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Inspiring Learning

Division connecting students to learning with computers, internet access

April 21, 2020

Almost 400 laptop computers will be in the hands of Saskatoon Public Schools' high school students this week in order to ensure students have access to the technology they need to continue learning.

Jason Dunk, the school division's chief technology officer, said distribution of laptops began Monday at Mount Royal and Bedford Road collegiates, with other high schools to follow this week.

Some of those laptops will be accompanied by cellphones that will provide students with internet access through a wireless network hot spot, allowing students to better participate in learning and connect with teachers.

"We are providing technology to students in the form of laptops for students who don't have them," Dunk said. "In the case where they don't have internet access in the home, we have a solution with 300 hot spots available to families. We will pair it to a student laptop so they can access online learning opportunities through the phone."

Approximately 400 more computers will be distributed beginning April 27 to elementary students and families who require technology to support learning at home.

The division has purchased 300 phones — each accompanied by a 10GB monthly data package — as part of a partnership with the Saskatoon Teachers Association and Greater Saskatoon Catholic Schools. SaskTel is providing data plans at a reduced price. The estimated cost to provide the service to Saskatoon Public Schools' students is approximately $65,000, with the school division picking up about 90 per cent of the cost.

techs6_news.jpgThe supply of computers designated for student use has been drawn from schools and prepared by information services staff.  Distribution is focused on student need in order to ensure equity across the division, and schools have been in contact with students and families to assess individual situations. For example, some students may have internet service at home but no access to a computer. Others may require a full package with a computer and internet access.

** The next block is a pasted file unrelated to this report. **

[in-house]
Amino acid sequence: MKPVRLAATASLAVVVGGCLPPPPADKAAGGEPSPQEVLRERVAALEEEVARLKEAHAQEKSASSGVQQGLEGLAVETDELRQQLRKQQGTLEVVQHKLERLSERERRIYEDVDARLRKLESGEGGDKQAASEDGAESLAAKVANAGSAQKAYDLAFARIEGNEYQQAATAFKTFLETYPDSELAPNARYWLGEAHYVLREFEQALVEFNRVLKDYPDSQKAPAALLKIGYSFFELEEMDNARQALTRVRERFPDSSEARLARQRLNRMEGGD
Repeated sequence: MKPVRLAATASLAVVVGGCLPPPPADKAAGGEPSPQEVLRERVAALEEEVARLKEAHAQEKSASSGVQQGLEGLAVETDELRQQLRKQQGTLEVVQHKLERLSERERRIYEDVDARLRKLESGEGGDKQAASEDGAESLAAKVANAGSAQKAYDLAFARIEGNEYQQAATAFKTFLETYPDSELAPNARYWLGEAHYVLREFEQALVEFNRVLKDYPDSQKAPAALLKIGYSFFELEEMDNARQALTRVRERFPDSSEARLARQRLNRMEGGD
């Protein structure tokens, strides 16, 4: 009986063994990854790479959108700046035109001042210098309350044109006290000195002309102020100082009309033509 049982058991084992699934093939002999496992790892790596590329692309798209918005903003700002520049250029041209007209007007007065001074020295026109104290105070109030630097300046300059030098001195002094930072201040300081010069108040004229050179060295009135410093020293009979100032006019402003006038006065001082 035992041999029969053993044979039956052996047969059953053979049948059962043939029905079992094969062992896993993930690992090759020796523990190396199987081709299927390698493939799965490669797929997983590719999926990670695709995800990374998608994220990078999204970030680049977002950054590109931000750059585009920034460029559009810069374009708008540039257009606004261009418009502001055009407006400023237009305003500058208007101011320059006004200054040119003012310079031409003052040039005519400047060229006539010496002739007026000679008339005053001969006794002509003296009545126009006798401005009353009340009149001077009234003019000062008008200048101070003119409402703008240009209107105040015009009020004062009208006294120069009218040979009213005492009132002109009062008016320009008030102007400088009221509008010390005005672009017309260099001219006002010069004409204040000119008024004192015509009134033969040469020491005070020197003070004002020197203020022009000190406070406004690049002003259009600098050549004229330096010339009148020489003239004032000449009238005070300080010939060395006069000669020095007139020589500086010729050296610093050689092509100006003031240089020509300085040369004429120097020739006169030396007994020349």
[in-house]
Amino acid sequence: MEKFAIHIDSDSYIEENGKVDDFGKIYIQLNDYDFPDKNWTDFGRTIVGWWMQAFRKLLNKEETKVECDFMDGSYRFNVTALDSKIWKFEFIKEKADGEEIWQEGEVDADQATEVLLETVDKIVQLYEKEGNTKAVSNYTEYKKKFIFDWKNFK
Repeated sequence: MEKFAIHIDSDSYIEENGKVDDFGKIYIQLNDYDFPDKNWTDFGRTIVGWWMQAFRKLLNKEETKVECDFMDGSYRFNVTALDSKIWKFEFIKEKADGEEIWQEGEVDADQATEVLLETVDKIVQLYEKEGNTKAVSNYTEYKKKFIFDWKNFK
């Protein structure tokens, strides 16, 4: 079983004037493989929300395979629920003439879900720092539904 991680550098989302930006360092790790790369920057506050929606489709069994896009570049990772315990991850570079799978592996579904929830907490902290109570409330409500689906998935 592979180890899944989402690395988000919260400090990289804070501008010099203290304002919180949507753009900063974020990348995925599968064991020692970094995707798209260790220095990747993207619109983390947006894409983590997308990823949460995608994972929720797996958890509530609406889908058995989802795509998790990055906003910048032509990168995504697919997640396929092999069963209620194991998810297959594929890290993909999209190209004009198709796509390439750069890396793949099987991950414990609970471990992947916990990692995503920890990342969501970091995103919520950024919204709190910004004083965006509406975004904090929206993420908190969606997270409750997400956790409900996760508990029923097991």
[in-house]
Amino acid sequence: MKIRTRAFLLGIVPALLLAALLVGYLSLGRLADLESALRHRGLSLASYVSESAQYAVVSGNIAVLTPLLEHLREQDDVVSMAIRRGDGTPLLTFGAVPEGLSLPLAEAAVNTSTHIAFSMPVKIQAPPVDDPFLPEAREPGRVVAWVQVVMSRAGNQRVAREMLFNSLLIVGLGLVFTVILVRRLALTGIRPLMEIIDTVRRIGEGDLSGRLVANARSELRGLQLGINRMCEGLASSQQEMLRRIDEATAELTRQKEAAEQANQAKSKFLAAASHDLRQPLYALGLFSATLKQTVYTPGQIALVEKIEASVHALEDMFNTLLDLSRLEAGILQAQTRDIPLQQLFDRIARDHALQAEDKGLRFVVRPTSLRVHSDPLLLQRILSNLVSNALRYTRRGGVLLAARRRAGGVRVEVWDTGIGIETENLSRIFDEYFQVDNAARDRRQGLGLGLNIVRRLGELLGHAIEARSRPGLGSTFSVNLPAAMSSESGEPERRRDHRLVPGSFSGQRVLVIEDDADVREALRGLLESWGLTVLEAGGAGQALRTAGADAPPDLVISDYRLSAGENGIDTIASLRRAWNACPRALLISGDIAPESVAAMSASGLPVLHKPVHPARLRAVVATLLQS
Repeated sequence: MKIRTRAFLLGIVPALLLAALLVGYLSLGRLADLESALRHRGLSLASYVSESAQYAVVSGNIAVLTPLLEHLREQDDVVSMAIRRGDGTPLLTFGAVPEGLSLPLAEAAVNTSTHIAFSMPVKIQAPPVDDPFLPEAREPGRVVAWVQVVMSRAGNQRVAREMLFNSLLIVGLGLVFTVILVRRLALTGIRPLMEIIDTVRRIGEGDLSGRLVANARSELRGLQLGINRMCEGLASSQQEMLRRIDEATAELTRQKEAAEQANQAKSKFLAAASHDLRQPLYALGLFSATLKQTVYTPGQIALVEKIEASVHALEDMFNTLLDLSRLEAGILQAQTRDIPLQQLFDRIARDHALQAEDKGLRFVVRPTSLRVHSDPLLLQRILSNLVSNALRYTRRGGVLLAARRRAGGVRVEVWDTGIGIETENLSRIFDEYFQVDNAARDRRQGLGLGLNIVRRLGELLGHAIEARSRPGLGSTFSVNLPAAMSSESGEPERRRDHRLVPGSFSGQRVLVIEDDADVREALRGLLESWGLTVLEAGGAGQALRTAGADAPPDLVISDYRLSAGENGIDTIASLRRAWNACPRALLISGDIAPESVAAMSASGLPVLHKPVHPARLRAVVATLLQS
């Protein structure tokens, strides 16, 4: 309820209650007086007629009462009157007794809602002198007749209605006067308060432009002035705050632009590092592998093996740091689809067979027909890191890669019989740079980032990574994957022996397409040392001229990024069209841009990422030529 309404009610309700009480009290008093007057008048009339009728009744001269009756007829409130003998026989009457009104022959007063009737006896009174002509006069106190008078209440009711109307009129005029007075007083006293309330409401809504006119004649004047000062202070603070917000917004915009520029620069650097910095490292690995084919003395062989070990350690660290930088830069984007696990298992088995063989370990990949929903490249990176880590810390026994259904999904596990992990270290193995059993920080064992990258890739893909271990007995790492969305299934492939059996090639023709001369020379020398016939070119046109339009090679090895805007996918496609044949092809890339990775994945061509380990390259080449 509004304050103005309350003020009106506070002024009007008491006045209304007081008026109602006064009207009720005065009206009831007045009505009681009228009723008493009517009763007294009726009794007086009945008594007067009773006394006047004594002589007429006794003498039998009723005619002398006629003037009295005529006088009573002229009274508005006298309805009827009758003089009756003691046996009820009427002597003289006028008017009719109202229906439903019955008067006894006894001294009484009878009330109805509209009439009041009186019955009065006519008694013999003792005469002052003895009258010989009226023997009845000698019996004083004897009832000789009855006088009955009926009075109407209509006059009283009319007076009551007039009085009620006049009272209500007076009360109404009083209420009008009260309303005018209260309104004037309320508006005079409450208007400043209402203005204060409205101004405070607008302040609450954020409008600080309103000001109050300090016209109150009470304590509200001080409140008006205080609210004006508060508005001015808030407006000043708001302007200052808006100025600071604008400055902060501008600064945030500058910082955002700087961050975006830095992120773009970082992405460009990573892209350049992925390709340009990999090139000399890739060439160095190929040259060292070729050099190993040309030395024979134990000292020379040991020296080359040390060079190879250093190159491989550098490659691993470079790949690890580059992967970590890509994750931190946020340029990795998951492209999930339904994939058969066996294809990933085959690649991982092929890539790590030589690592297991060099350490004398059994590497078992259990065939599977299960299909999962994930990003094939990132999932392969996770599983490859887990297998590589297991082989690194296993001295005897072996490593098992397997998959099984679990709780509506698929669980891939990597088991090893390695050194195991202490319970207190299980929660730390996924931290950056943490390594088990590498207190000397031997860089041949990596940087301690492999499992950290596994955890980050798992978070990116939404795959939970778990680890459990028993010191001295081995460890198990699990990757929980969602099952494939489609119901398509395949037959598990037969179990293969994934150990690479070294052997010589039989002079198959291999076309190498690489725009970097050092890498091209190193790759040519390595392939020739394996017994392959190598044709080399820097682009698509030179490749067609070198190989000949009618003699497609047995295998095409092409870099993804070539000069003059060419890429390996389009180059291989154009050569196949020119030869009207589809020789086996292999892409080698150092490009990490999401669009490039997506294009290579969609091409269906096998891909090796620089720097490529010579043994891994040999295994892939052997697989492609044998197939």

The program was first launched at the collegiate level in order to support credit attainment and those students working toward graduation. Students were contacted individually to come in for pick up and the process respects the importance of physical distancing. Distribution is limited to one student at a time and there are a limited number of staff members involved in the sign-out process.

The use of computers and cellular devices being provided to students must adhere to the division's existing technology use guidelines in the same manner as regular in-school use. Dunk said content filtering and browsing restrictions will help ensure appropriate, learning-related use of school division owned technology.